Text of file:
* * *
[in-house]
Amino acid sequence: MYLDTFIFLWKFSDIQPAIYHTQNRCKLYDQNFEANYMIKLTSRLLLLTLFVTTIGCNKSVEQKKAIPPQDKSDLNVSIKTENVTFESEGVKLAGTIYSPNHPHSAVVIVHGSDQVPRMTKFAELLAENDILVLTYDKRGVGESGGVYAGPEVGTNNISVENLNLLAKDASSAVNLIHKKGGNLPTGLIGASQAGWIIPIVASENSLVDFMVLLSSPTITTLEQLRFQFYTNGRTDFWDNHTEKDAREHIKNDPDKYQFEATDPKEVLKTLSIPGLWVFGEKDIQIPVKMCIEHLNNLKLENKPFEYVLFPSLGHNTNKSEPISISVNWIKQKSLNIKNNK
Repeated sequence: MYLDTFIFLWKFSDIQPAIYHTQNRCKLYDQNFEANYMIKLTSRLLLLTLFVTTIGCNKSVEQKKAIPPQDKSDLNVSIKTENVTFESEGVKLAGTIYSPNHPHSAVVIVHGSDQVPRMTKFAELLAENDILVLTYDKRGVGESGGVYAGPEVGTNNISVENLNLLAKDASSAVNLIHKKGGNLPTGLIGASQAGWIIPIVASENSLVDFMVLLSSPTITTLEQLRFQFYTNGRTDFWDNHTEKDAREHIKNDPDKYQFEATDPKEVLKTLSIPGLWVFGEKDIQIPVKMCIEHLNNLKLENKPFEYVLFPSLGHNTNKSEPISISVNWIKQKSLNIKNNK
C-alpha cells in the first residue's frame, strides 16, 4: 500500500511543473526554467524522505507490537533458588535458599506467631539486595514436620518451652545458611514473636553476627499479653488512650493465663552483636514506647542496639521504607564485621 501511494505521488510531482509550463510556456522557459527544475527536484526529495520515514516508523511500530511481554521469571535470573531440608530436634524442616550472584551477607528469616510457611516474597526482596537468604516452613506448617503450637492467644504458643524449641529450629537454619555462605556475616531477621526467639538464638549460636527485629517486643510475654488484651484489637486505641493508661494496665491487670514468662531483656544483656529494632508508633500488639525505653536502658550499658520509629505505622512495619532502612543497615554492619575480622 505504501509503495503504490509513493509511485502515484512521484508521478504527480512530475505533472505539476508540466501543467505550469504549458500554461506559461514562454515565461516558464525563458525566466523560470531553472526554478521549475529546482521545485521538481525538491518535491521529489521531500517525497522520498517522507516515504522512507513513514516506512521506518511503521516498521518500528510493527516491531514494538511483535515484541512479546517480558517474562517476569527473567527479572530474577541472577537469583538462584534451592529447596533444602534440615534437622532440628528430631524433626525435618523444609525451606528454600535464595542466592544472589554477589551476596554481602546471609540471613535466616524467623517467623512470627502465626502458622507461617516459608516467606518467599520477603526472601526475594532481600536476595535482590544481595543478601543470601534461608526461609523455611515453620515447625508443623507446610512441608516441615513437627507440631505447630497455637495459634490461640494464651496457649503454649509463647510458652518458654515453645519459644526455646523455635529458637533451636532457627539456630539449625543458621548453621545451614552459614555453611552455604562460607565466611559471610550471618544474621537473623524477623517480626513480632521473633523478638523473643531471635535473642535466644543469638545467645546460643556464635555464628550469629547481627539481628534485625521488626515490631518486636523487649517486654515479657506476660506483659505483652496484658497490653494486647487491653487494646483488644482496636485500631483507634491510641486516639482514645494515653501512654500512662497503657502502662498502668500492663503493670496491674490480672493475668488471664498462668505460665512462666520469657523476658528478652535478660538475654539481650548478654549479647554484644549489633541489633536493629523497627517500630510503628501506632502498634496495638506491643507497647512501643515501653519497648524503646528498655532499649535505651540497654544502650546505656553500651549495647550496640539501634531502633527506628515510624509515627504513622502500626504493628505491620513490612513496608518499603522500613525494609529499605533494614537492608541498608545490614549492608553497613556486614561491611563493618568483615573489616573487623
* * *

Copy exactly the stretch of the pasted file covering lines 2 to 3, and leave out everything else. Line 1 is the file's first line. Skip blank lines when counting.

Amino acid sequence: MYLDTFIFLWKFSDIQPAIYHTQNRCKLYDQNFEANYMIKLTSRLLLLTLFVTTIGCNKSVEQKKAIPPQDKSDLNVSIKTENVTFESEGVKLAGTIYSPNHPHSAVVIVHGSDQVPRMTKFAELLAENDILVLTYDKRGVGESGGVYAGPEVGTNNISVENLNLLAKDASSAVNLIHKKGGNLPTGLIGASQAGWIIPIVASENSLVDFMVLLSSPTITTLEQLRFQFYTNGRTDFWDNHTEKDAREHIKNDPDKYQFEATDPKEVLKTLSIPGLWVFGEKDIQIPVKMCIEHLNNLKLENKPFEYVLFPSLGHNTNKSEPISISVNWIKQKSLNIKNNK
Repeated sequence: MYLDTFIFLWKFSDIQPAIYHTQNRCKLYDQNFEANYMIKLTSRLLLLTLFVTTIGCNKSVEQKKAIPPQDKSDLNVSIKTENVTFESEGVKLAGTIYSPNHPHSAVVIVHGSDQVPRMTKFAELLAENDILVLTYDKRGVGESGGVYAGPEVGTNNISVENLNLLAKDASSAVNLIHKKGGNLPTGLIGASQAGWIIPIVASENSLVDFMVLLSSPTITTLEQLRFQFYTNGRTDFWDNHTEKDAREHIKNDPDKYQFEATDPKEVLKTLSIPGLWVFGEKDIQIPVKMCIEHLNNLKLENKPFEYVLFPSLGHNTNKSEPISISVNWIKQKSLNIKNNK